Someone from friends has asked the question why Eastern European countries cope with the pandemic much better the more advanced in the economic and social plan States the Western tip of the continent. Infected and died in the latter much more than in the former socialist countries. I got interested and read what they say about themselves European media. The question there turns out to be debated quite actively. If to simplify, the essence of the case are as follows.
Doubting the capabilities of their relatively undeveloped health systems, the countries of Central and Eastern Europe entered quarantine and other social distancing rules much earlier than their more confident in their own abilities neighbors. The speed and decisiveness of their response determined the success.
Britain, for example, was closed on March 24, with 8 thousand infected. The Czech Republic has closed the border and shut down the school for nearly two weeks before on March 12. At that time the country was infected about 100 people. In Britain, the day Boris Johnson just said that to attend mass events like sports matches — it is not forbidden. On the same day the state of emergency imposed Slovakia. While there were recorded only 21 cases of infection. The next day was closed Poland. She at that time had 17 infected.
“We have no doubt that our hospitals can’t cope — then told the Minister of health of the Czech Republic Adam Wojtek, so we had to react quickly.”
Head of Greek Foundation for European and international relations Georgy Pagoulatos says: “Like other countries in Eastern and Central Europe, Greece felt the vulnerability of its health system. This forced our government to act faster Western counterparts, who were overconfident about the possibilities of their medicine.”
Doubting the capabilities of domestic physicians and hospitals, the public opinion in the countries of Eastern Europe are not too critical of the authorities. “The fact that we were aware of the vulnerability of our health care and has led to the fact that people are easily subject to the requirement to go into quarantine. This is because we do not trust the system,” says Bulgarian political scientist Ivan Krastev.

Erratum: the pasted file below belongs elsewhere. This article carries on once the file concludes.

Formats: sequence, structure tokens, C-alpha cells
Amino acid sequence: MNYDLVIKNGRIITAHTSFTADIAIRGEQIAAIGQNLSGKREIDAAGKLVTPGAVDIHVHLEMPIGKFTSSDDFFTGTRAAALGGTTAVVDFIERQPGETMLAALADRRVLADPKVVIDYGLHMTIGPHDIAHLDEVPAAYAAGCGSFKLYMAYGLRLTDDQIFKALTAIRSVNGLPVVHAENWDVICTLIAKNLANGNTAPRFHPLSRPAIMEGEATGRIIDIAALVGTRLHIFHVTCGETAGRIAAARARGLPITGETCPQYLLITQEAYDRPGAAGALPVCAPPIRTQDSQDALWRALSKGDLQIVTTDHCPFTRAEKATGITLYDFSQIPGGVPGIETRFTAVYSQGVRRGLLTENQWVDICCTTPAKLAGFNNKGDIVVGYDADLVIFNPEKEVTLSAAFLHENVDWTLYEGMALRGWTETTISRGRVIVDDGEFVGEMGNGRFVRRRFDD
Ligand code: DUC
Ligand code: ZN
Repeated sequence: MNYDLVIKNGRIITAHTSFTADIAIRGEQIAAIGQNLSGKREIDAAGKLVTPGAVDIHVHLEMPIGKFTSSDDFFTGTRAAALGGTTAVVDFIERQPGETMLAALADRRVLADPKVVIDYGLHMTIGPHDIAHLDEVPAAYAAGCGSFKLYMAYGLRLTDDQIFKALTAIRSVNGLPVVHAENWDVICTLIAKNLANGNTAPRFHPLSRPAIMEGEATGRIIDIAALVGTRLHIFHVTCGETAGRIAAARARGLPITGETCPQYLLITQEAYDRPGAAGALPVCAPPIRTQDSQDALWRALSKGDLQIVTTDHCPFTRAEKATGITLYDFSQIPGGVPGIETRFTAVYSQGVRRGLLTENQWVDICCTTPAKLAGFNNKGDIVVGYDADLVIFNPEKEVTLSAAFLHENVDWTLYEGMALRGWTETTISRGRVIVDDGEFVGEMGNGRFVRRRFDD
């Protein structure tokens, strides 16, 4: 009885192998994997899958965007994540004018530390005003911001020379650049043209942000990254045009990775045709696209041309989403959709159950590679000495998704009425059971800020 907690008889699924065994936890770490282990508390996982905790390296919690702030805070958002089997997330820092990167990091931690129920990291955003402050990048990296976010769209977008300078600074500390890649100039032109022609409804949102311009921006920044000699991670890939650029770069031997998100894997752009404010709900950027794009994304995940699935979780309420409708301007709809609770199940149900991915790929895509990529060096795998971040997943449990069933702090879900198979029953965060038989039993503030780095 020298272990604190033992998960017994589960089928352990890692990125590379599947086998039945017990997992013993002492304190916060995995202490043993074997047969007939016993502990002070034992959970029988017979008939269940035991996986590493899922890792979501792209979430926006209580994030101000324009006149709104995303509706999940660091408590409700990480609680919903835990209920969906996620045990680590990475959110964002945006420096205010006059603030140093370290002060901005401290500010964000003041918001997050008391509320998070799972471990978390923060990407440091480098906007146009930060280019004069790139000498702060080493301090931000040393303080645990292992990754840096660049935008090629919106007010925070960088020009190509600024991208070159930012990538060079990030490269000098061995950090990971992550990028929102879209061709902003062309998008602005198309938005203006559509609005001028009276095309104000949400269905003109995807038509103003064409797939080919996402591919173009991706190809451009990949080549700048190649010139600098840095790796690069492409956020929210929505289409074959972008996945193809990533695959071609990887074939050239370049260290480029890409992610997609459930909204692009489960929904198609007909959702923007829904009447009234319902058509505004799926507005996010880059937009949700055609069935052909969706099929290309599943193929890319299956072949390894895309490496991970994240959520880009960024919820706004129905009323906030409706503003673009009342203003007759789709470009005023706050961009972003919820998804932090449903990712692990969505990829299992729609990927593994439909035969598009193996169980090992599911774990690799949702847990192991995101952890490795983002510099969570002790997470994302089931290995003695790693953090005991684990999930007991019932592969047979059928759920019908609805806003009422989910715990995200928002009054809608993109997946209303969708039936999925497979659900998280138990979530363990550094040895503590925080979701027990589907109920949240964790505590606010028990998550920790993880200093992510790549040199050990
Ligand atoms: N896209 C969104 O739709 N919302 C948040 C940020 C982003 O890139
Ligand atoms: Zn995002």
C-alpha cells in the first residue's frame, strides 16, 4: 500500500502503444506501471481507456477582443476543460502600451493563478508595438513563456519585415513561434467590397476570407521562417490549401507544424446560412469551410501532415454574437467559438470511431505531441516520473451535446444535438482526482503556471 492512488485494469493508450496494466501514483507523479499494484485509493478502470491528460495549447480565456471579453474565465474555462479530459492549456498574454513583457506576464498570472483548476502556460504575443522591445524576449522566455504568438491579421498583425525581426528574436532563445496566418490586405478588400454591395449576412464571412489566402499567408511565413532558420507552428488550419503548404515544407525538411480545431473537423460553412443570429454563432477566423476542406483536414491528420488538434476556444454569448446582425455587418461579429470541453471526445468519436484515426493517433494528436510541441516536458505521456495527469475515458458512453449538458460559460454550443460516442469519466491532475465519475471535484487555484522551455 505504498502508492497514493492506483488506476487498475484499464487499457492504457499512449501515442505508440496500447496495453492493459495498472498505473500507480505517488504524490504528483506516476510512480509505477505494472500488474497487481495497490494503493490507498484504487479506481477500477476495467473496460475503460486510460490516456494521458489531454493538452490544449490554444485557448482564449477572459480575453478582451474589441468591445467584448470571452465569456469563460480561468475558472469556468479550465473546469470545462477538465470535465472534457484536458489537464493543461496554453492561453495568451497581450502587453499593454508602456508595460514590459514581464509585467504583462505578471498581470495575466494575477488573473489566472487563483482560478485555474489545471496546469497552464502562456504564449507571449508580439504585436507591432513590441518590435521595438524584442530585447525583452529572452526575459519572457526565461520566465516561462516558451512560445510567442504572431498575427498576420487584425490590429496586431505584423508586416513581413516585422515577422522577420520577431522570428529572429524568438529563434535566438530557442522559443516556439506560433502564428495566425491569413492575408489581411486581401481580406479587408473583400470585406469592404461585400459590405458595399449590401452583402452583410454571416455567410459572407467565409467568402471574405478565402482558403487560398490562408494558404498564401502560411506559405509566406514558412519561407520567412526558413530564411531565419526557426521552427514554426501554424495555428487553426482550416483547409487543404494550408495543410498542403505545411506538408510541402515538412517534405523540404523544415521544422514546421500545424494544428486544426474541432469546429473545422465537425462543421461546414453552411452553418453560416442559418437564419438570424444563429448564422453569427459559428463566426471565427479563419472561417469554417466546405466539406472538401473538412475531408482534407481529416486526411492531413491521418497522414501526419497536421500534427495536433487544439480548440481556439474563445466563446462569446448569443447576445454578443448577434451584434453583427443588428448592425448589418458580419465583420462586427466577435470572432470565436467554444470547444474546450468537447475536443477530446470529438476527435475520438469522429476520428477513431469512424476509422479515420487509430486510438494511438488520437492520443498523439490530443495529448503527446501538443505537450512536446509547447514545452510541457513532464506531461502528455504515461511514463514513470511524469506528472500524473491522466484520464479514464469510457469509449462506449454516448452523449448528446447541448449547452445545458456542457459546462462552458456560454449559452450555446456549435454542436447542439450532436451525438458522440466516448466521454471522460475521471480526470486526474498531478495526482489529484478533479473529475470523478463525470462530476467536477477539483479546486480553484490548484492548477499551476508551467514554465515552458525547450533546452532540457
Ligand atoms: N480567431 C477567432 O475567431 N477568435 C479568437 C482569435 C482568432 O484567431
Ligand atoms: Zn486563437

“In the West, people believed that their high-tech companies that have very strong health care system can handle anything. This created the illusion that they have the time and tools to solve the problem,” says Slawomir Debski, Director of the Polish Institute of international Affairs. According to him, unlike in Western Europe, the former Soviet bloc countries “a situation where the state cannot cope with their responsibilities, they are not scenes from a science fiction novel”. “We have it imprinted in memory,” he says.
In Western countries, politicians do not hurry to impose on citizens the limitations because I was not sure that society will approve of them. The British, for example, before you enter the quarantine, spent the whole of social research. Of course, it takes time. Habit to rely on public opinion in this case played with the West is a cruel joke. As said the former head of the Czech General staff, involved in the development of anticholinesterases strategy of his country, General Petr Pavel, in the former Communist countries, people are accustomed to the inconveniences and not so strongly opposed to government imposed restrictions.
In addition, the Eastern European countries helped, of course, that the virus they came later and were not applied so quickly. There are in fact poorer population and not traveling so often. Carriers of the coronavirus in those countries flew just physically smaller.
In General, it’s a classic dialectic. The moment of force at some point becomes a moment of weakness, and weakness, suddenly, is winning. In strategic terms, this does not change anything, just to keep the incident in mind. In the future it will be necessary to act on the basis of new experience. The less arrogance, the better.
Perhaps this is the main lesson of the coronavirus.